“When I was sleeping on the train, sleeping on Meserole Ave out in the rain/ Without even a single slice of pizza to my name/ Too proud to beg for change, mastering the pain,” he raps on the latter track, tracing the origins of his story. He even addresses the frustration of his peers and mentors with Electronica’s unconventional work ethic: “Nas hit me up on the phone, said ‘What you waitin’ on?‘/ Tip hit me up with a tweet, said ‘What you waitin’ on?’/ Diddy send a text every hour on the dot saying/ ‘When you gon drop that verse nigga you taking long?’/ So now I’m back spitting that ‘he could pass a polygraph’/That Reverend Run rocking Adidas out on Hollis Ave/ That FOI, Marcus Garvey, Niki Tesla/ I shock you like an eel, electric feel, Jay Electra.”
Yet Electronica’s promises have largely gone unanswered. In July 2011, the rapper tweeted that his debut album Act II: Patents of Nobility (The Turn) was complete, and yet no singles have eventuated. Little to no concrete detail of the album has emerged, and aside from Electronica's scattered singles and one-offs, we have yet to hear a complete project from him.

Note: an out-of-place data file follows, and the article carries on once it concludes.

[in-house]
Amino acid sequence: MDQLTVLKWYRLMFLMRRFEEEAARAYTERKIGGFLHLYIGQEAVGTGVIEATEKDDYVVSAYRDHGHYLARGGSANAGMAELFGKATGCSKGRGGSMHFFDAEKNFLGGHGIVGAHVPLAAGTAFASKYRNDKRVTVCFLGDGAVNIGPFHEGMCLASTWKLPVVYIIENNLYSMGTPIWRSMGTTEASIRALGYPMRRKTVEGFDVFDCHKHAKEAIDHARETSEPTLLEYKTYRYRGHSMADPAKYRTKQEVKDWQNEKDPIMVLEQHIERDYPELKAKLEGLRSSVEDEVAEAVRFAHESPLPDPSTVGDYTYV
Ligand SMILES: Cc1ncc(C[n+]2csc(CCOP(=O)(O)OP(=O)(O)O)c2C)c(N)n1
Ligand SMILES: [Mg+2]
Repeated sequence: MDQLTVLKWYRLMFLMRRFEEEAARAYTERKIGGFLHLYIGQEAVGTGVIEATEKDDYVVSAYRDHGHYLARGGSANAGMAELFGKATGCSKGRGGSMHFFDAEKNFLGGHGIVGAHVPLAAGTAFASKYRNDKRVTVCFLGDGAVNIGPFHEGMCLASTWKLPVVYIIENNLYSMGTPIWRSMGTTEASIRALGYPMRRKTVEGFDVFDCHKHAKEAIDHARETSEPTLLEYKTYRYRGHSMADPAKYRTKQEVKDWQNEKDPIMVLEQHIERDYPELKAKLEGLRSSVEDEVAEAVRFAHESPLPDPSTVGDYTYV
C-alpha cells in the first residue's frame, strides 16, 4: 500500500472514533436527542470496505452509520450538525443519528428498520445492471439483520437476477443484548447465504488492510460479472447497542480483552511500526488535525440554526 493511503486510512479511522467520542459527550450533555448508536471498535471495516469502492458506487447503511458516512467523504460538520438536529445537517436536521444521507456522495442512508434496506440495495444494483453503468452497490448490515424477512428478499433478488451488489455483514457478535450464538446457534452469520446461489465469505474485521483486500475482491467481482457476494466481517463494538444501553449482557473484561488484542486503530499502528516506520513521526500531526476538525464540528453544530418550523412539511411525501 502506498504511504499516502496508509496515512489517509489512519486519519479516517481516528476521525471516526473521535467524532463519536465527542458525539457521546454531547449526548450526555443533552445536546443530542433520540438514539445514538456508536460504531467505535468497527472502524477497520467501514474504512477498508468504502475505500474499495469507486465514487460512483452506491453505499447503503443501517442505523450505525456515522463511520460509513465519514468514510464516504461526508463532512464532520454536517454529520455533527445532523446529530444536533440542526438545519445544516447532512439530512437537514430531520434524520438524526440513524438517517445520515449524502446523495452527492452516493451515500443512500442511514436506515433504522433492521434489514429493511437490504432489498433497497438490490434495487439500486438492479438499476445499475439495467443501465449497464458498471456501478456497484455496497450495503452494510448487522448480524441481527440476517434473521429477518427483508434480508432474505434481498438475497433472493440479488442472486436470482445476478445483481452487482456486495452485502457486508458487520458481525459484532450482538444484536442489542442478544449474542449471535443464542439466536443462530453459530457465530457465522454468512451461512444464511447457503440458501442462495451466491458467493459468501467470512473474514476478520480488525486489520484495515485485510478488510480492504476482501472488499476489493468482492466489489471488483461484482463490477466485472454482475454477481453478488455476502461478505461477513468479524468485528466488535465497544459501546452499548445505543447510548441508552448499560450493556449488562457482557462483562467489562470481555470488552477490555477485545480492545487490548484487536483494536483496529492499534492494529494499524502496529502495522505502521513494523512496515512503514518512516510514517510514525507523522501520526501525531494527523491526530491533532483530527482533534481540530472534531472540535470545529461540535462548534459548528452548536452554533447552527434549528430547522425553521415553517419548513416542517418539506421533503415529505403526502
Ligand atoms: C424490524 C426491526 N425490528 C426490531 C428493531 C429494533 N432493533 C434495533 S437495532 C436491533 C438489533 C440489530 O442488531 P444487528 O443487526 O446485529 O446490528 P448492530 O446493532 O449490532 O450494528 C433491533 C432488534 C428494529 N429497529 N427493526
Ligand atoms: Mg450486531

Electronica is a gifted producer besides his talents as a performer. He has crafted the beats for many of his own songs and for others, even creating the incredible musical backing of Nas’s 2008 song Queens Get the Money. He has a knack for using looped samples to devastating effect, and an obvious distaste for introducing unnecessary drums. Few have the confidence to rap over beat-less tracks, yet Electronica delves headfirst into musically intricate, melody-focused surrounds.
His deep voice carries a southern drawl that tells of hard knocks and a tough life lived. Guest features on tracks by artists like Common, Big Sean, and Mac Miller are instantly recognisable by not only Electronica’s rough growl, but by the immediate juxtaposition of any subject matter chosen by his peers to that Electronica explores. Fathoms-deep metaphor and intricate imagery paint pictures like ancient religious paintings that must be picked apart in order to be understood. What at times seems simple, even obvious, is almost always deceptively so; Electronica’s lyrics are intelligently crafted forays into advanced wordplay and dense street poetry.